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Posts tagged ‘Lemon cake’

Lemon Cake


I do love a lemon cake, and this recipe makes a lovely light lemony sponge. The amounts for the frosting are approximate because I add and taste as I go along.
Set the oven to 170 deg C and grease and prepare two standard cake tins. I like to put baking parchment in the base and I tend to use springform tins because its easier to pop the cakes out once they’re done.


170g butter (or Nuttelex Buttery or other vegan butter/substitute if you are dairy free)
200g caster sugar
4 eggs beaten
320g plain flour
4 tablespoons of cornflour
Half a teaspoon of salt
One and a half teaspoons of baking powder
1 cup of milk (you can use soy, almond, coconut, or a mixture if you are dairy free)
A quarter of a cup (60 mls) of vegetable oil (don’t use olive oil – it will taste too olivey)
The zest of 2 lemons and 60mls of lemon juice (wash the lemons before zesting them)
Approx 150g of butter or non-dairy substitute
Approx 125g (1 cup) of icing sugar (powdered sugar)
Zest of 1 lemon plus some of the juice (see method)

1. Set the oven to 180 deg C (or 175 fan assisted).
2. Using an electric whisk, whisk the butter and sugar until light and creamy (2-3 minutes).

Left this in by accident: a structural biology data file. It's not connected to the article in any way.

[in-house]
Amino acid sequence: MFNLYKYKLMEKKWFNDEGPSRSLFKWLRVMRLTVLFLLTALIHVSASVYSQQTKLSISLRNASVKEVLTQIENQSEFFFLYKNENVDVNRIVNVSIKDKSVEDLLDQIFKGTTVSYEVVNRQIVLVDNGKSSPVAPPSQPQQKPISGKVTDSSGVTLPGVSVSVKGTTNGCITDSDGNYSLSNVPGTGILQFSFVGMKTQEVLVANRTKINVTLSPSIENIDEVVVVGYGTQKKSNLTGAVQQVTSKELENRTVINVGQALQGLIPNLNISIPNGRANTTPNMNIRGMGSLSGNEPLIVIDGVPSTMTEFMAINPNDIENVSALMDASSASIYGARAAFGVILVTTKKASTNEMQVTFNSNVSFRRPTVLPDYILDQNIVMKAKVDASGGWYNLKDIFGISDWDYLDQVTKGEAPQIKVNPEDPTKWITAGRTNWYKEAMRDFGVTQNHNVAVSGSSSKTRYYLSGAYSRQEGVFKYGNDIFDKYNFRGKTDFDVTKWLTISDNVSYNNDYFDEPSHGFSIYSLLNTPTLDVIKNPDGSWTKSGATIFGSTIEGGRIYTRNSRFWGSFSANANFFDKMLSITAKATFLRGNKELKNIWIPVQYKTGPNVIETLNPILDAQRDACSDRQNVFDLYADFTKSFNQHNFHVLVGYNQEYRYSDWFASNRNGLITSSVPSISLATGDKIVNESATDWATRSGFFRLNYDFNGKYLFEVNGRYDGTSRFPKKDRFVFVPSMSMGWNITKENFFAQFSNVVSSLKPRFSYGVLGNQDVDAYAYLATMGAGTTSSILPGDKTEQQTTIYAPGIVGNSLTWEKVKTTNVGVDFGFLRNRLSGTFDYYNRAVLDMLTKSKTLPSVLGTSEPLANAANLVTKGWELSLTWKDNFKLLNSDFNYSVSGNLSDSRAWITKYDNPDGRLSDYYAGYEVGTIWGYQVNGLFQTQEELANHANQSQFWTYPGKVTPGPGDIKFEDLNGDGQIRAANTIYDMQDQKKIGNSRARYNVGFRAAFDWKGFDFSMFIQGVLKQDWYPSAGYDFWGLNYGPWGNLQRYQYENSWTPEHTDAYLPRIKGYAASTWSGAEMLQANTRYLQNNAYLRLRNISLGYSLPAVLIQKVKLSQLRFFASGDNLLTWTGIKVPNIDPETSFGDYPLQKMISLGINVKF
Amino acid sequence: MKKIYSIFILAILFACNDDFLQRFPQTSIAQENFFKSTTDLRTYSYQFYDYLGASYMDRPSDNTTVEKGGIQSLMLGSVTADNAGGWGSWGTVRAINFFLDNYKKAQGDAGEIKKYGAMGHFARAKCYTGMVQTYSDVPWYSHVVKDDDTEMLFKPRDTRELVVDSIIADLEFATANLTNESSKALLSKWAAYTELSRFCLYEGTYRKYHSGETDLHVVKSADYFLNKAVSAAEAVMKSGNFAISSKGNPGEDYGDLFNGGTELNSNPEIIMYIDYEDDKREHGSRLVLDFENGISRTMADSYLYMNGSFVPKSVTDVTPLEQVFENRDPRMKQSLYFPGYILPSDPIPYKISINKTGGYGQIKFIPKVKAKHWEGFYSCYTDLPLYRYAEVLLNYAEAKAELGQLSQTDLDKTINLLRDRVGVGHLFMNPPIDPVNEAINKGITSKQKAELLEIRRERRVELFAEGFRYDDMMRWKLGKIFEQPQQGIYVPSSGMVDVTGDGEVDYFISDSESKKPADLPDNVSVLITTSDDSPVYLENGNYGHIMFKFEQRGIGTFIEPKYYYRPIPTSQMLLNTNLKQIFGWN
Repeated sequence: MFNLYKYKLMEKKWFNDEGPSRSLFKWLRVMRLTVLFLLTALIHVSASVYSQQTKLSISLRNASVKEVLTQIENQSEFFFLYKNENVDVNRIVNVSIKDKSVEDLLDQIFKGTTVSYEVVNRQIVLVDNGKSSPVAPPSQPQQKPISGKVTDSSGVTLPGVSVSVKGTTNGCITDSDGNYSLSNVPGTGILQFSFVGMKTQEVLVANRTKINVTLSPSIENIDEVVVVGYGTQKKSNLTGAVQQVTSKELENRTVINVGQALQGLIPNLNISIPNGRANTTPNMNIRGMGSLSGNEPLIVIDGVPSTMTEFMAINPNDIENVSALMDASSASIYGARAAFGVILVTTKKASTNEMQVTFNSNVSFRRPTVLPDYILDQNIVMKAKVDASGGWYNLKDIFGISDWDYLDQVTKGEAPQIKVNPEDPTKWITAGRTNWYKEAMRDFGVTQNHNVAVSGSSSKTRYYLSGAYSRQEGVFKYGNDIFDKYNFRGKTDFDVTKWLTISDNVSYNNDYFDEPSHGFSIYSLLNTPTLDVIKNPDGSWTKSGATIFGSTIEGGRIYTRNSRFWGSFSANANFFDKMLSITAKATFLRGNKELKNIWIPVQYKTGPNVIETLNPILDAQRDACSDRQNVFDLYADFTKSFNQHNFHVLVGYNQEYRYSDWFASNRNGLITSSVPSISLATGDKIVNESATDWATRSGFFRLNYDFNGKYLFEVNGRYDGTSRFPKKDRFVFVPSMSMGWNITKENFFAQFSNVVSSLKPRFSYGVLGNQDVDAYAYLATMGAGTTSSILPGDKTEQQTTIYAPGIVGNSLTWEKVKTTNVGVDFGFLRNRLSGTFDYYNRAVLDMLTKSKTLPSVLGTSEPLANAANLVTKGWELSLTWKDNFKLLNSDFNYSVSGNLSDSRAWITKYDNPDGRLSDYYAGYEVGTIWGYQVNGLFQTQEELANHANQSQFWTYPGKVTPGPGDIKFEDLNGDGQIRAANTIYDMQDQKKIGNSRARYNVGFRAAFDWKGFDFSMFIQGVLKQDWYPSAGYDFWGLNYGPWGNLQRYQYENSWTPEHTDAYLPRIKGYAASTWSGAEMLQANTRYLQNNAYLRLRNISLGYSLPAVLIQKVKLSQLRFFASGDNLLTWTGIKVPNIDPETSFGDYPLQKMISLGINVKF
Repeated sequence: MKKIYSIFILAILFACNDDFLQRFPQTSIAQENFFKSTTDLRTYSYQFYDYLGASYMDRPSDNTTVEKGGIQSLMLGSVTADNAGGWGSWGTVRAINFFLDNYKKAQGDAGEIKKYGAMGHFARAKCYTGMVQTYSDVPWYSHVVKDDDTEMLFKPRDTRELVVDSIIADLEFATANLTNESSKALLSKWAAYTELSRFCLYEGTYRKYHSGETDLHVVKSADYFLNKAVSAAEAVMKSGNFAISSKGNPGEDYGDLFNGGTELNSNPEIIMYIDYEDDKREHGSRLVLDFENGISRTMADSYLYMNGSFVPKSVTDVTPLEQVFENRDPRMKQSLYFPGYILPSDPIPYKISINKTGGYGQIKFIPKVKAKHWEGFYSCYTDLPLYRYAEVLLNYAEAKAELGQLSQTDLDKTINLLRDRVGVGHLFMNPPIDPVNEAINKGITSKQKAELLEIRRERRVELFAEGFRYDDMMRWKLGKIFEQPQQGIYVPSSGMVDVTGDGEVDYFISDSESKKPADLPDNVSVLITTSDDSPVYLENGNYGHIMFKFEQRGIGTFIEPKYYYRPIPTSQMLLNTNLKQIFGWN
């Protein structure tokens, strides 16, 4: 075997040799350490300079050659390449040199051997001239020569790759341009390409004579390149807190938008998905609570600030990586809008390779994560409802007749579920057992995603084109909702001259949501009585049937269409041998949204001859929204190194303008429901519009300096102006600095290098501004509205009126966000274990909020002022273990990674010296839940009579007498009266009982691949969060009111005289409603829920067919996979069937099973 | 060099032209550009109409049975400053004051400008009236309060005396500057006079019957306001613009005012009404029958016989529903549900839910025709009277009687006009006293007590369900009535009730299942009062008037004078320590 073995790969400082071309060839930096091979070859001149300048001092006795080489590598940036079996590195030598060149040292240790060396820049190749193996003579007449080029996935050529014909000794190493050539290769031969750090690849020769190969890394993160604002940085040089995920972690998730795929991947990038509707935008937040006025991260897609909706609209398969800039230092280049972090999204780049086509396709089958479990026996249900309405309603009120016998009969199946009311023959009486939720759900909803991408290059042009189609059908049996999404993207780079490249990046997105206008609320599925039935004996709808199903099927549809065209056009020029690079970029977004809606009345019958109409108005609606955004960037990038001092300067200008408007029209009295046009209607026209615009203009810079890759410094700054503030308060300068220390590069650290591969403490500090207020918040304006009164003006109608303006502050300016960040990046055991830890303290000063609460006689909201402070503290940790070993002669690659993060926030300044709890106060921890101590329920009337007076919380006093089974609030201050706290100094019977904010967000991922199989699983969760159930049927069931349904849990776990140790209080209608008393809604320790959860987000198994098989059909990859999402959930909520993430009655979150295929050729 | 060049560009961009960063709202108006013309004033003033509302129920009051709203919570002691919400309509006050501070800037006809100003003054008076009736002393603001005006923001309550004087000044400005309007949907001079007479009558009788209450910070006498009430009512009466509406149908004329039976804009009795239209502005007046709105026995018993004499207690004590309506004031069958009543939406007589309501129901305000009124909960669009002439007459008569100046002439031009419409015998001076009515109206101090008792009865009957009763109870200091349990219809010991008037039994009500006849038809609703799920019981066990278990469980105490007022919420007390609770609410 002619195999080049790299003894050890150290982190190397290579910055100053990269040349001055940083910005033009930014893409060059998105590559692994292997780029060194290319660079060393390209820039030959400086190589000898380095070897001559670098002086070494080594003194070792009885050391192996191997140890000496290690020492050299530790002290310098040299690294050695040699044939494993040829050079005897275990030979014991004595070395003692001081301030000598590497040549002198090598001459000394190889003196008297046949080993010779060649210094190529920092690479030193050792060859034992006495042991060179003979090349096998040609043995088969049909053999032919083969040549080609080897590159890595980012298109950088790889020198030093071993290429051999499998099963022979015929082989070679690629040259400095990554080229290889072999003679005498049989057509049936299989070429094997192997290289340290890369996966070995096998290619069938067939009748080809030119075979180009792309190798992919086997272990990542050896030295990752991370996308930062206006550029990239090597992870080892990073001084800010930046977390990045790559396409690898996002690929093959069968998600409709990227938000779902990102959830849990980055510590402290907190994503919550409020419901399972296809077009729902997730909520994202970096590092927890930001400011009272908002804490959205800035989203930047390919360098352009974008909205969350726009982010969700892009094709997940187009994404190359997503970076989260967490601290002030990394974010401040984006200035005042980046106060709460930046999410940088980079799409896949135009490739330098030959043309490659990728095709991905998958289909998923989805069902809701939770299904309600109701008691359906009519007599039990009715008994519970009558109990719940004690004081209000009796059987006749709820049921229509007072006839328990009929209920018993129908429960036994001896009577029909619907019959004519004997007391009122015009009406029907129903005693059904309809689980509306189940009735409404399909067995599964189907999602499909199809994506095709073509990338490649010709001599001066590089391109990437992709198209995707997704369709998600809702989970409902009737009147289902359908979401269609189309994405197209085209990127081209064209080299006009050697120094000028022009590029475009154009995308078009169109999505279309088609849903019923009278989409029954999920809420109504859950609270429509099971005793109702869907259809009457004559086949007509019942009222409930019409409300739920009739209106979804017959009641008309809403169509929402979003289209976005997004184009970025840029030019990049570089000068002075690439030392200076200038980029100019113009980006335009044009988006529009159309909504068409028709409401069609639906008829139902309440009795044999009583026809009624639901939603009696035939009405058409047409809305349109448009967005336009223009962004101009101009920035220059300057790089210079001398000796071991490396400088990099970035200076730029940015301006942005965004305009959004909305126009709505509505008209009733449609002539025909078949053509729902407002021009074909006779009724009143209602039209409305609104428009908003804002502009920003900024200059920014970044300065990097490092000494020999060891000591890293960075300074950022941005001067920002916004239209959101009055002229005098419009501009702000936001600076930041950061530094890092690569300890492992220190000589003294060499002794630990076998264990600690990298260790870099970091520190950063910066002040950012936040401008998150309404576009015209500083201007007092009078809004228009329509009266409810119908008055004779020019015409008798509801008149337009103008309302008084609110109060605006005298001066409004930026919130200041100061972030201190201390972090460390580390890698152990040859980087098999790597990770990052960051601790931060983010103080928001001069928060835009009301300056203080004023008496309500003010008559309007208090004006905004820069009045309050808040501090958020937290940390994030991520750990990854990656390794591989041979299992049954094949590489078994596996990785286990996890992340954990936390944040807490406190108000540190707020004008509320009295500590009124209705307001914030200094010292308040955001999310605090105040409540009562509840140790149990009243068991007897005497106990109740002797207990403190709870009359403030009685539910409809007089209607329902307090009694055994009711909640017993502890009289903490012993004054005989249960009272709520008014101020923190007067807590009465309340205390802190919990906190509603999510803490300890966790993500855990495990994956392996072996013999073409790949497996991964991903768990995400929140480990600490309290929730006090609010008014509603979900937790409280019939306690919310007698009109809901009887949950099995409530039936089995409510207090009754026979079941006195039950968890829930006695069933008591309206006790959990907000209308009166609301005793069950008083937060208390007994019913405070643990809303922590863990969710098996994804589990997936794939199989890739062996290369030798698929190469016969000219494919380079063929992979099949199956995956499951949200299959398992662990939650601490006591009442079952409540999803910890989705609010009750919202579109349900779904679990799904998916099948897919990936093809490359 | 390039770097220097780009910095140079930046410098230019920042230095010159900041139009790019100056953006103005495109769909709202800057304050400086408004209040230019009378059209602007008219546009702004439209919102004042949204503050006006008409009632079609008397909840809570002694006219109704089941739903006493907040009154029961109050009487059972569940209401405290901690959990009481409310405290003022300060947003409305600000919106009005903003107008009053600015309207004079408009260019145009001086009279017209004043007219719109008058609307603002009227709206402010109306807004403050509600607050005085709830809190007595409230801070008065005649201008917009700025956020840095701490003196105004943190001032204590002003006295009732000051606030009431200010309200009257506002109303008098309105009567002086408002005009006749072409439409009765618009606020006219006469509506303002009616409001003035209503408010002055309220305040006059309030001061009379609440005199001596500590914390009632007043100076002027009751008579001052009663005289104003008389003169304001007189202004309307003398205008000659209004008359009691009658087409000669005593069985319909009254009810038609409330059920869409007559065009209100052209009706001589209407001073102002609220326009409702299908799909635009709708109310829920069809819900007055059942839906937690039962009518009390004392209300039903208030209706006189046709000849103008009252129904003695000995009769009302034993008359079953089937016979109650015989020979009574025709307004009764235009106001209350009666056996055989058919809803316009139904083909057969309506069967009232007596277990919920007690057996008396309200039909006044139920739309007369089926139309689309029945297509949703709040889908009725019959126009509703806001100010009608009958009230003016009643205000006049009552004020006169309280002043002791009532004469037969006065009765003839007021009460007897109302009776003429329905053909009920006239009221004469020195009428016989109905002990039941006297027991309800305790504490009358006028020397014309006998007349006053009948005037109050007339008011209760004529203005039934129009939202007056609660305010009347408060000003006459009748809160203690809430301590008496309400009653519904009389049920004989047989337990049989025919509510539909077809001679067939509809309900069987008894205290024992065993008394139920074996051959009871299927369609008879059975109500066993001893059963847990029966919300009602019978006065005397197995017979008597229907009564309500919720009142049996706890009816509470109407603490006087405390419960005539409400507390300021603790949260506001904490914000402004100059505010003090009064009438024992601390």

3. Add the eggs and whisk again for a minute or two.
4. Stir and fold in the dry ingredients – flour, cornflour, salt, lemon zest and baking powder.
5. Stir in the wet ingredients – milk, lemon juice, and oil.
6. The batter should be fairly liquid rather than thick . It’s okay if it is a little bit lumpy, but try to smooth out any big lumps.
7. Pour the batter into the prepared tins.
8. Bake for approx 20-30 minutes, but check them after 20 minutes. When they are lightly golden brown and a skewer or fork comes out of the mixture clean – they’re done.
9. Leave them for 5 minutes, then take the cakes out of the tins and cool on a cooling rack.

1. Using an electric whisk, whisk the butter or substitute until light and creamy.
2. Add the icing sugar slowly – it should thicken up.
3. Stir in the lemon zest.
4. Add some of the lemon juice and whisk again. Keep adding the lemon juice until the frosting is spreadable but not too runny. If you add too much lemon juice, add more icing sugar to thicken it up again. Taste the frosting to make sure it tastes good and isn’t too greasy or too acidic – adjust the sugar and lemon juice as required. If too lemony, you can always add water instead of juice to make it looser.
5. Place the base of the cake on a suitable plate or stand (you can line it with baking parchment if you like).
6. Spread half of the frosting in the middle of the cake and sandwich the halves together.
7. Spread or pipe the rest on top of the cake.
8. Put the kettle on… it’s tea and cake time !

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